The Supernatural


This user gallery has been created by an independent third party and may not represent the views of the institutions whose collections include the featured works or of Google Arts & Culture.

Princess Tuvstarr gazing down into the dark waters of the forest tarn., John Bauer, 1913, From the collection of: Malmö Konstmuseum
The artist creates a very surreal feeling with this work. I get the sense that the scene is pregnant with some kind of supernatural power. There is almost another dimension hinted at in this image - in the way he arranges the boughs of the trees and this opening created by the trees and the pond. It's as if the Princess is there to commune with some kind of supra-sensible force. I like the dark colors here; they create an uneasiness in the viewer, as if upon "entering" the scene, one is initiated to the possibly dark forces at here. Like an initiation into some kind of dark arts.
Crucifix with the Virgin and Saints Francis and Agatha, Bernardino Mei, Sixth decade of the XVIIth century, From the collection of: Fondazione Musei Senesi
This painting struck me as very unlike many Christian paintings of the crucifixion or representation of holiness in general. The bizzare green tinge of Christ's and Saint Francis and Agatha's skin gives the painting a very eerie quality. Some of the angels seem rather unconcerned with what is going on in the foreground which is slightly comical. At the base of the cross lies a heavily shadowed skull and what appears to be two breasts on a golden platter. In the background, what a ppears to be a battle between ghostly soldiers is taking place. I like this painting because, although it is a religious painting, it seems to have some pagan elements and hints of a dark sort of other-worldliness peeking through as evidenced by the skull and ghostly warriors and sickly green skin of most of the subjects. It seems to be a melding of Christianity with good old-fashioned dark-arts/nature worship paganism.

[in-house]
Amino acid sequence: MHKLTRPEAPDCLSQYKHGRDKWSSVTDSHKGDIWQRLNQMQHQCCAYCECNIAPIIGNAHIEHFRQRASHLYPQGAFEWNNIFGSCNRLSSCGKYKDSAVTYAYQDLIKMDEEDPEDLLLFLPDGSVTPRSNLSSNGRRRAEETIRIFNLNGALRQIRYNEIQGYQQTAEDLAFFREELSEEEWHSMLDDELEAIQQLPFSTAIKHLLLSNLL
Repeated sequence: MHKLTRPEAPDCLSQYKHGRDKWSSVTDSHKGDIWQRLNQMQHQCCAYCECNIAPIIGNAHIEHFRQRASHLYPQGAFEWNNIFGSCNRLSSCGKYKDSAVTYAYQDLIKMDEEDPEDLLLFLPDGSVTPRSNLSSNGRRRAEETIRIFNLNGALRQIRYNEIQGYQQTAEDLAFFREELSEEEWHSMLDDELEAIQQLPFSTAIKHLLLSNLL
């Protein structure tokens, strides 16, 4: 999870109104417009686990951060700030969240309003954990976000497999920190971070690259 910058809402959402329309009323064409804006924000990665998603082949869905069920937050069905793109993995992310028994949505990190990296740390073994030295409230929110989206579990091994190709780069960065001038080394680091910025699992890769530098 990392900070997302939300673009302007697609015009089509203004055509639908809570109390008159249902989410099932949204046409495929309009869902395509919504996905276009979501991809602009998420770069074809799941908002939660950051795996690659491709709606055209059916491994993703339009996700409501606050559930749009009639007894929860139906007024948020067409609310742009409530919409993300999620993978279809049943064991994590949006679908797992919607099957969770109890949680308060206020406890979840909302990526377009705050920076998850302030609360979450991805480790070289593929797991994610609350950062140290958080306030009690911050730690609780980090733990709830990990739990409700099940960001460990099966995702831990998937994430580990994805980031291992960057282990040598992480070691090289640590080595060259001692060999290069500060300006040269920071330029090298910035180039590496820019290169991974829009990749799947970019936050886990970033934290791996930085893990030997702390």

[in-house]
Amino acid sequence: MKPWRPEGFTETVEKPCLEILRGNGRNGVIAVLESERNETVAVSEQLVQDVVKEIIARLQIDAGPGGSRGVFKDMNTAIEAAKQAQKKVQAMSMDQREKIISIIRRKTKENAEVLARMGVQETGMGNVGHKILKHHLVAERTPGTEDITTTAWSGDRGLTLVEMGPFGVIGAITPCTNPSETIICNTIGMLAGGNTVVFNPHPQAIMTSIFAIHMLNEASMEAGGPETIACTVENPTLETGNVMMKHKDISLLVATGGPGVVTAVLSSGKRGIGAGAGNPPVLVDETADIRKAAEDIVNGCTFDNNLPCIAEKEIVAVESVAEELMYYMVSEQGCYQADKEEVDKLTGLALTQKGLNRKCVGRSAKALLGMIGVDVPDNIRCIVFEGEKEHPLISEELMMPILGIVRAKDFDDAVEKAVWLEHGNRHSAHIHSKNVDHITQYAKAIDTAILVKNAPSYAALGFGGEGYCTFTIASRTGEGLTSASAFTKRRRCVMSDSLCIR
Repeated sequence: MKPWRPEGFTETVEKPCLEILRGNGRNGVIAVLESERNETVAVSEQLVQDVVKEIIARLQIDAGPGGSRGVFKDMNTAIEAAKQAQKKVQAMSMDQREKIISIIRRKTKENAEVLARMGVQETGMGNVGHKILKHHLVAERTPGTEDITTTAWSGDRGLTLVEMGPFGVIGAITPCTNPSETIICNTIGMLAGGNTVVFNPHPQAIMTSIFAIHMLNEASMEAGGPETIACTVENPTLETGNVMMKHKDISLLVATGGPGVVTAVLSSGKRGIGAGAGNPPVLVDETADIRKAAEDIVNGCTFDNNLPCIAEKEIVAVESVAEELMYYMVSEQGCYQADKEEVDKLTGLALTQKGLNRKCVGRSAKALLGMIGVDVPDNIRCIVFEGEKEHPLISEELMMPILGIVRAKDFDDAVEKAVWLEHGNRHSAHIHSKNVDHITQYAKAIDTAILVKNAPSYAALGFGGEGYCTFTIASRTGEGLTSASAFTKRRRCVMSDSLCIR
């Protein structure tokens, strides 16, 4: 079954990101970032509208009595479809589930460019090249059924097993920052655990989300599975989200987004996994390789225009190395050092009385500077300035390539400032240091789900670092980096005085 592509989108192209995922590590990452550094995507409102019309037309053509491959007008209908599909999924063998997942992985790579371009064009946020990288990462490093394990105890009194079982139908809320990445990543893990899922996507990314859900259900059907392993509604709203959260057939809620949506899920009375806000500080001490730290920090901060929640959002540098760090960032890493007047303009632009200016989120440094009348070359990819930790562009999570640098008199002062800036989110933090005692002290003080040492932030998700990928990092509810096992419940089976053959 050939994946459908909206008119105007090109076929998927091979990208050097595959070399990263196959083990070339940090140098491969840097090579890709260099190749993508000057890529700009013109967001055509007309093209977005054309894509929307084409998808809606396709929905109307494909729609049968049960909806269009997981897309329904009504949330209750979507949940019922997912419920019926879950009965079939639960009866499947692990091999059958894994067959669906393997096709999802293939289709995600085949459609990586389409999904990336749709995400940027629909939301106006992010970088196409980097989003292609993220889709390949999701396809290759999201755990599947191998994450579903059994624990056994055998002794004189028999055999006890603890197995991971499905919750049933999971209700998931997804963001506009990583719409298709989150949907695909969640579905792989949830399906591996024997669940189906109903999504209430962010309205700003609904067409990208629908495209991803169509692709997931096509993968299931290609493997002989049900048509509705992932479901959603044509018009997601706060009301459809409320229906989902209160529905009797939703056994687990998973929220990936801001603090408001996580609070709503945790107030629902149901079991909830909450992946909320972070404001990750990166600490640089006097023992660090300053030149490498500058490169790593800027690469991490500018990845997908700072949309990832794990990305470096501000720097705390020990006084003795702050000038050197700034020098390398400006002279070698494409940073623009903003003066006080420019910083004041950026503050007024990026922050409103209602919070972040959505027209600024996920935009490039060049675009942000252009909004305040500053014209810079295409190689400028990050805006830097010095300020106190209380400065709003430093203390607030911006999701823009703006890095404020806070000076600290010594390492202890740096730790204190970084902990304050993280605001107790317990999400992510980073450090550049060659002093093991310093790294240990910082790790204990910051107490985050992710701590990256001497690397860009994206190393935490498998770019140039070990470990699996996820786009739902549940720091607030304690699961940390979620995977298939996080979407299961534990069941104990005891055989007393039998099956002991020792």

Karttikeya, God of War, Seated on a Peacock, Indian; Andhra Pradesh, Madanapalle, Ganga period, about 12th century, From the collection of: The Art Institute of Chicago
I chose this work because I enjoy how different Hindu gods are from the Christian God, Jesus and saints. They seem extremely human, yet somehow endowed with supernatural powers. The only hint of their supremacy is the extra appendages noticeable in Indian representations of them. Despite being the god of war, Karttikeya seems surprising peaceful, even serene, in this pose as he makes one of the Hindu Mudras or sacred hand gestures, although it is impossible to tell which one since the sculpture is damaged.
Naked man and skull, Edelfelt Albert, 1890/1905, From the collection of: EMMA - Espoo Museum of Modern Art
What is perhaps most interesting in this drawing is that we get a sense that as the man gazes at the skull, the skull also gazes out, perhaps a bit past the man. Maybe this is meant to depict man's nakedness and vulnerability in the face in of death. The nude man seems to be contemplating something but his facial expression reveals little - is he contemplating death, or merely visually negotiating the crannies and crevices of the skull? Either way, the painting says much with little: I can't exactly pick out why or how it conveys this sense that the skull is animate, yet I get the feeling that the artist intended to convey this.